Such, in brief, are the principal features of the Marxist dialectical method.

It is easy to understand how immensely important is the extension of the principles of the dialectical method to the study of social life and the history of society, and how immensely important is the application of these principles to the history of society and to the practical activities of the party of the proletariat.

If there are no isolated phenomena in the world, if all phenomena are interconnected and interdependent, then it is clear that every social system and every social movement in history must be evaluated not from the standpoint of "eternal justice" or some other preconceived idea, as is not infrequently done by historians, but from the standpoint of the conditions which gave rise to that system or that social movement and with which they are connected.

The slave system would be senseless, stupid and unnatural under modern conditions. But under the conditions of a disintegrating primitive communal system, the slave system is a quite understandable and natural phenomenon, since it represents an advance on the primitive communal system

The demand for a bourgeois-democratic republic when tsardom and bourgeois society existed, as, let us say, in Russia in 1905, was a quite understandable, proper and revolutionary demand; for at that time a bourgeois republic would have meant a step forward. But now, under the conditions of the U.S.S.R., the demand for a bourgeois-democratic republic would be a senseless and counterrevolutionary demand; for a bourgeois republic would be a retrograde step compared with the Soviet republic.

Everything depends on the conditions, time and place.

It is clear that without such a historical approach to social phenomena, the existence and development of the science of history is impossible; for only such an approach saves the science of history from becoming a jumble of accidents and an agglomeration of most absurd mistakes.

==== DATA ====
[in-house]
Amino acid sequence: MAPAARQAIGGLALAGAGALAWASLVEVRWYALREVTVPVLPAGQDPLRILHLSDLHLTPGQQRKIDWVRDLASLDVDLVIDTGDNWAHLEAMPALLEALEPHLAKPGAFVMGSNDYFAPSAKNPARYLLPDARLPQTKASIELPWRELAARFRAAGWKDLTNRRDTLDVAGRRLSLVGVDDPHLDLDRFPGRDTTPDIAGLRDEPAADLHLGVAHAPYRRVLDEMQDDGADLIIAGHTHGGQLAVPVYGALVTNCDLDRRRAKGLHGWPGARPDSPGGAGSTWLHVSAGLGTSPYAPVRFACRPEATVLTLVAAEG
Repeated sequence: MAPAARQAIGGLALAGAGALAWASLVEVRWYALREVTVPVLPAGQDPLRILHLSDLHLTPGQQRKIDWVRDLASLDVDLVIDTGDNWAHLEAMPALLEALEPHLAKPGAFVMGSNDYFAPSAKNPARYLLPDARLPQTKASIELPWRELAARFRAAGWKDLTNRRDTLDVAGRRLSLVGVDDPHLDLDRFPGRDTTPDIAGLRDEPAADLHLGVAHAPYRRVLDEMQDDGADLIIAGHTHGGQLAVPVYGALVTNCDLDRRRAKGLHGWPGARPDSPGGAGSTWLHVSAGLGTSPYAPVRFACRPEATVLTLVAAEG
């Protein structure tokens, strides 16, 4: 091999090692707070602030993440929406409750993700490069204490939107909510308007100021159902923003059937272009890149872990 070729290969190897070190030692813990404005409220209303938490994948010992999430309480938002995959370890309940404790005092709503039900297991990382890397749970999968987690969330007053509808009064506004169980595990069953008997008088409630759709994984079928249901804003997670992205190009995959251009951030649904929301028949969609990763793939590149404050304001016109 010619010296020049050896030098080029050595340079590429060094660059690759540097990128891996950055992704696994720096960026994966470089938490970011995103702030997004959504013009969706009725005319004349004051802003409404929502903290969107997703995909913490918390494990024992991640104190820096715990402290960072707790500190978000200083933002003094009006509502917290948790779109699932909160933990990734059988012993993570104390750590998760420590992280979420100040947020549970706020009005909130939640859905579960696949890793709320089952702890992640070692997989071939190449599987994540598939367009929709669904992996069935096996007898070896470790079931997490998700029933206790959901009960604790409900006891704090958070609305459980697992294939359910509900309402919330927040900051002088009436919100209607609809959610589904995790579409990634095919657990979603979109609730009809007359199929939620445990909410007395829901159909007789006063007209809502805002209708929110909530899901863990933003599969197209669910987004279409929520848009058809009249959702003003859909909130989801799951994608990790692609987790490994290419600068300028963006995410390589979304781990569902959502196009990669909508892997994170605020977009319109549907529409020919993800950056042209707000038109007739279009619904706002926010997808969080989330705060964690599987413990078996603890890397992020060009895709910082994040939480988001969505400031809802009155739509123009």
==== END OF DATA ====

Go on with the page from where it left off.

Further, if the world is in a state of constant movement and development, if the dying away of the old and the upgrowth of the new is a law of development, then it is clear that there can be no "immutable" social systems, no "eternal principles" of private property and exploitation, no "eternal ideas" of the subjugation of the peasant to the landlord, of the worker to the capitalist.

Hence, the capitalist system can be replaced by the socialist system, just as at one time the feudal system was replaced by the capitalist system.

Hence, we must not base our orientation on the strata of society which are no longer developing, even though they at present constitute the predominant force, but on those strata which are developing and have a future before them, even though they at present do not constitute the predominant force.

In the eighties of the past century, in the period of the struggle between the Marxists and the Narodniks, the proletariat in Russia constituted an insignificant minority of the population, whereas the individual peasants constituted the vast majority of the population. But the proletariat was developing as a class, whereas the peasantry as a class was disintegrating. And just because the proletariat was developing as a class the Marxists based their orientation on the proletariat. And they were not mistaken; for, as we know, the proletariat subsequently grew from an insignificant force into a first-rate historical and political force.

Hence, in order not to err in policy, one must look forward, not backward.

Further, if the passing of slow quantitative changes into rapid and abrupt qualitative changes is a law of development, then it is clear that revolutions made by oppressed classes are a quite natural and inevitable phenomenon.

Hence, the transition from capitalism to socialism and the liberation of the working class from the yoke of capitalism cannot be effected by slow changes, by reforms, but only by a qualitative change of the capitalist system, by revolution.